The ongoing conflict in Ukraine has had far-reaching effects on the global economy, with disruptions to energy and food prices and the currency market. In this blog post, we will examine five indicators that illustrate how the war in Europe has shaped global financial markets over the past year.
Firstly, we will look at the impact on safe havens, where the US dollar emerged as the ultimate safe haven during times of uncertainty. The energy crisis that the war brought with it, leading to a sharp increase in European natural gas prices. The rise in food prices after the invasion on fears of shortages and disruptions to Black Sea trade. Lastly, we will discuss the wild swings of Russia’s currency, the Rouble, which saw a significant fall after the invasion, followed by a rise to a multi-year high in June.
The last year has seen a war in Europe that has had far-reaching effects on economies and markets worldwide. Russia’s invasion of Ukraine has disrupted everything from energy and food prices to European banks, emerging market stocks and the Russian currency. In this blog post, we will look at five indicators that illustrate how Europe’s biggest conflict since World War Two has shaped global financial markets in the last 12 months.
Steady US Dollar
The US dollar has reigned supreme in the past year as the ultimate safe haven at times of uncertainty. The economic fallout of the war, which hit currencies such as the euro hard, also lifted the dollar. The greenback is down from September’s two-decade highs, but it’s still up 8% against a basket of currencies since the conflict began.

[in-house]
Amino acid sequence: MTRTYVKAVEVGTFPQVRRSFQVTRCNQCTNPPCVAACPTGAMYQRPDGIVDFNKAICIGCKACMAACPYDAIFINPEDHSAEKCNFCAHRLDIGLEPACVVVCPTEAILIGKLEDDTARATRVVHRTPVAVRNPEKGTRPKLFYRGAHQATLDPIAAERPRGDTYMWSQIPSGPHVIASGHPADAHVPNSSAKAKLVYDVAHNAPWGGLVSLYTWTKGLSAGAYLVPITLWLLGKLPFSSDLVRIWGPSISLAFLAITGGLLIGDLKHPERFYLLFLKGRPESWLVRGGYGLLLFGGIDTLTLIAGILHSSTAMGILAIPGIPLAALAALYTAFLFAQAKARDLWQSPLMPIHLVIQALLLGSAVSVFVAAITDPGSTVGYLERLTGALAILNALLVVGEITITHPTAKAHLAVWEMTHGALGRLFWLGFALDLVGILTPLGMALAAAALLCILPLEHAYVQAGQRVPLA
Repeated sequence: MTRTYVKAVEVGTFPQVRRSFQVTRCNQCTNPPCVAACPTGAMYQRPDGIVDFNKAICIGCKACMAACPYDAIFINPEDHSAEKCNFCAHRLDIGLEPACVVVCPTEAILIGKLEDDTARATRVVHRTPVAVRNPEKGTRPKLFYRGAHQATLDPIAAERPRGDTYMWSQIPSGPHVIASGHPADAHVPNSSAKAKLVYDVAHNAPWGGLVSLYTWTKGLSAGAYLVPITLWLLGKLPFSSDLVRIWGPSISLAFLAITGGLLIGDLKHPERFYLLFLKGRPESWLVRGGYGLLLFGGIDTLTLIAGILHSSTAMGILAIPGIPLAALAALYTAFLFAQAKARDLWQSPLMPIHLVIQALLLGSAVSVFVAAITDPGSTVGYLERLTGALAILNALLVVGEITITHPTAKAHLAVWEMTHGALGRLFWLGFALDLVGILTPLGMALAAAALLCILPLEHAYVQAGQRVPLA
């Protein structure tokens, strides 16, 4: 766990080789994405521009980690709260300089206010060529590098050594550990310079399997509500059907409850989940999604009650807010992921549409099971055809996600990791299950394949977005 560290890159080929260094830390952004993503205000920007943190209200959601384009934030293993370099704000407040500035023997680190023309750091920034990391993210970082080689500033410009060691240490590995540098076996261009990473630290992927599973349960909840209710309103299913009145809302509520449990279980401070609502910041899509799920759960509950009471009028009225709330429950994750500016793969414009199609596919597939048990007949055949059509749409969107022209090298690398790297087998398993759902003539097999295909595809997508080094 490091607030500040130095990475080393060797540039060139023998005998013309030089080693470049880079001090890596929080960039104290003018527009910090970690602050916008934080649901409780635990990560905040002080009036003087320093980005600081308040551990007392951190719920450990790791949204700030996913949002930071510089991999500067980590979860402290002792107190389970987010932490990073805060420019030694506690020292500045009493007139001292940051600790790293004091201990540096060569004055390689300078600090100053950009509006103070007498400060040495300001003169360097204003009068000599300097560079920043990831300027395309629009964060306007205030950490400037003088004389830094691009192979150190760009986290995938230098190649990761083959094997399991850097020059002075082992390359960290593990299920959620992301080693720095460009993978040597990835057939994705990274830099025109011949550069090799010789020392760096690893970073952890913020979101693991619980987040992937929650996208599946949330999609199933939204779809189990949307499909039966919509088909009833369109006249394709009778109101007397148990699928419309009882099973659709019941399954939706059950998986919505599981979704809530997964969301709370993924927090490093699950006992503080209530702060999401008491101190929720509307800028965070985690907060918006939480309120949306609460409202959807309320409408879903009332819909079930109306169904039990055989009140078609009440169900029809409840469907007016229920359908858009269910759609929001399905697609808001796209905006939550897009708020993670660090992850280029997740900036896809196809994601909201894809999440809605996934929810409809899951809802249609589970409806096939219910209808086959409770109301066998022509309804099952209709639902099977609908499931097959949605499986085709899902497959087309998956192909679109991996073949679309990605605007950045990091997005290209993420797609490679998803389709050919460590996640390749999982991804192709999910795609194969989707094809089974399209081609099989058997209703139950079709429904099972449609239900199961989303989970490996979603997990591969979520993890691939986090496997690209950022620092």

The impact on other safe havens such as government bonds is complicated, however. Yes, US and European bond prices rose in the days following Russia’s invasion as investors sought safety in top-quality assets. But they soon fell and yields soared as the war triggered an energy shock and inflation surged, while central banks responded with aggressive rate hikes. Germany’s 10-year Bund yield has risen to 2.4% from just 0.2% on Feb. 23, 2022.
Impact on Natuar Gas Prices
The war in Ukraine brought with it an energy crisis like no other. Post-COVID-19 reopening had already sent prices for anything from oil to coal to natural gas higher. But when Russian tanks rolled into Ukraine in late February, European natural gas prices rocketed by almost 400% in two weeks. By August, they were 700% higher than a year earlier. Pre-war, Russia supplied over 30% of Europe’s gas, most of it through a network of pipelines thousands of kilometers long.
Once Western sanctions hit, the flows of gas dried up. Energy prices soared, bringing the threat of blackouts, recession, and a worrying switch back to dirtier sources of fuel. Thankfully, winter has proven mild, and Europe has found other suppliers, bringing the gas price back to around 50 MWh, its lowest since August 2021.
Impact on Food Prices
Food prices, which were already on a tear in 2021 after COVID-19, leaped again after Russia’s invasion of Ukraine on fears of shortages and disruptions to Black Sea trade. Last year the U.N. food agency’s average price index hit its highest level on record, up 14.3% from the previous year. The index had already gained 28% in 2021. Higher energy and input costs, adverse weather, and continued strong global food demand are adding to pressure from significant market disruptions.